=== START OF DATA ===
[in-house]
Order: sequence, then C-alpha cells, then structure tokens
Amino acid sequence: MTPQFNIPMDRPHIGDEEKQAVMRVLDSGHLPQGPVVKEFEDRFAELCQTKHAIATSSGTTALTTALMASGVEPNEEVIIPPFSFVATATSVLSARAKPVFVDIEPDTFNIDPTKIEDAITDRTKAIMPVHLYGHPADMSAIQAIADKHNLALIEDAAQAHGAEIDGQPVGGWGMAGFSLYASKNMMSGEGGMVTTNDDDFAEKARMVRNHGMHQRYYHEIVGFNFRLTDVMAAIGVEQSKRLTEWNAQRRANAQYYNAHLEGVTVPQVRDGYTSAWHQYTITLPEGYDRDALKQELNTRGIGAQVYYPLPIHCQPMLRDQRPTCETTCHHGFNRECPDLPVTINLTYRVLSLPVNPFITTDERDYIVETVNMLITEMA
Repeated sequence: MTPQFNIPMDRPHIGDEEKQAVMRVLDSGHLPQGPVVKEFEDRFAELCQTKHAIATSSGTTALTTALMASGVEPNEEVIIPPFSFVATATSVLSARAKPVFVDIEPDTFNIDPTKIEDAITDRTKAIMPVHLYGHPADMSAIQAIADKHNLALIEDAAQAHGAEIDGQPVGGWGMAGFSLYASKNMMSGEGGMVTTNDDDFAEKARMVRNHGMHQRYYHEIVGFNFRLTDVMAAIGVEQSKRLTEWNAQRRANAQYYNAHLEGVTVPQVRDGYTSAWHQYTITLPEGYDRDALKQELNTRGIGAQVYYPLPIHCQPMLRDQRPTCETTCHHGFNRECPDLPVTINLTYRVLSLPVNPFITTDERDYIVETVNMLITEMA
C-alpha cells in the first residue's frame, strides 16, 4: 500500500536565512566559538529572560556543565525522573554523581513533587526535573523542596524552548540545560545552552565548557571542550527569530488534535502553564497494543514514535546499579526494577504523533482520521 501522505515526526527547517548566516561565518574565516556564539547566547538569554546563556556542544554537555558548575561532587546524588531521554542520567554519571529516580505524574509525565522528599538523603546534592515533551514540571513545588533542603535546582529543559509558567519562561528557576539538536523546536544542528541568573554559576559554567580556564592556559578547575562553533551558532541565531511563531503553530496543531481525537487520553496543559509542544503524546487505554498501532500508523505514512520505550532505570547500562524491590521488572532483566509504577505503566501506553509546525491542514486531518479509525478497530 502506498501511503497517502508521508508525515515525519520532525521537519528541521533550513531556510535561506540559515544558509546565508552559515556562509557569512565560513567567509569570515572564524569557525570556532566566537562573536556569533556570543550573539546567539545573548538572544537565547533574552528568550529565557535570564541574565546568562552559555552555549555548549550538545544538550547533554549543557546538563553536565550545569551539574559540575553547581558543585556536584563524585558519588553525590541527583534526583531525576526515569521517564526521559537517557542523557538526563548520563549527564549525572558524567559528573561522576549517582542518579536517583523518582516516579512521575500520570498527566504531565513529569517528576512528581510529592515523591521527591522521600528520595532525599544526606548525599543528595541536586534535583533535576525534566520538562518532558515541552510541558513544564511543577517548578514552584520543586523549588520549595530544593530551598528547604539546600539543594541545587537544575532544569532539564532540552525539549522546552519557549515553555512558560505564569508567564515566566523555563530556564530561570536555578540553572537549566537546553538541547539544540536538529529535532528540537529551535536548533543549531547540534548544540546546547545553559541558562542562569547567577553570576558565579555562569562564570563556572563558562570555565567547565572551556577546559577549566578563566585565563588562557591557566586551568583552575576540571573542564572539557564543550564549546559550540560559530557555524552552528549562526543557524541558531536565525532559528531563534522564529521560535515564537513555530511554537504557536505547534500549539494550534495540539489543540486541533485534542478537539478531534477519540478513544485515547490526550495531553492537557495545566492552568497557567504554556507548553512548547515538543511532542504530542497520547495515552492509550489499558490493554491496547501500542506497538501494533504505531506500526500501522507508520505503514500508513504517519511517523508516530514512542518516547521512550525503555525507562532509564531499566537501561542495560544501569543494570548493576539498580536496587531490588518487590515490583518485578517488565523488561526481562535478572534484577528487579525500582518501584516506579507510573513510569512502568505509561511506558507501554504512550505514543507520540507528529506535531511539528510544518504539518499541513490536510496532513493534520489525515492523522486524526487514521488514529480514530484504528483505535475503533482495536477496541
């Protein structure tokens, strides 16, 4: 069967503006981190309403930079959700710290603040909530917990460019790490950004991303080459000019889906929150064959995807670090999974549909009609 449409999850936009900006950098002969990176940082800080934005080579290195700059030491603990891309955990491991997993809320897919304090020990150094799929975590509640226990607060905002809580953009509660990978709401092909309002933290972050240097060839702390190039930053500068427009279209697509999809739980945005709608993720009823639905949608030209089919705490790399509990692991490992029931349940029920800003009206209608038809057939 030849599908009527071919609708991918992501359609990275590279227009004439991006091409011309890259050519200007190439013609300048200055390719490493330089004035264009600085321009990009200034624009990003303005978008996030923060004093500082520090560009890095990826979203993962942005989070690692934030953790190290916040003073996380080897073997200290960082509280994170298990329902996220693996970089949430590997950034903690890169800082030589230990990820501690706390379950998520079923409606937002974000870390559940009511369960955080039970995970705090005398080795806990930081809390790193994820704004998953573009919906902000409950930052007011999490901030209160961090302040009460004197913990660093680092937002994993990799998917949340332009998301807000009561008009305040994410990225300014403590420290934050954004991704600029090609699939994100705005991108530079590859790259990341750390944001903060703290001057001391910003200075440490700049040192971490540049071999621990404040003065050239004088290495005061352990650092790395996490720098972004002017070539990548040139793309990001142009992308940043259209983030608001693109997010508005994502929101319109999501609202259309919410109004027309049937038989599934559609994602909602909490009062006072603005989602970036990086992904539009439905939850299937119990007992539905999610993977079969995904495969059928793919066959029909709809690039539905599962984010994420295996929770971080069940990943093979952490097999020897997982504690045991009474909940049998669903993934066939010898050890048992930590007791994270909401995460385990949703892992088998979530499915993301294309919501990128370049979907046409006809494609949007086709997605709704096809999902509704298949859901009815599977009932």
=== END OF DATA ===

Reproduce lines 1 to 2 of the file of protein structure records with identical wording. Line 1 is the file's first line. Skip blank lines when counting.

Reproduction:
[in-house]
Order: sequence, then C-alpha cells, then structure tokens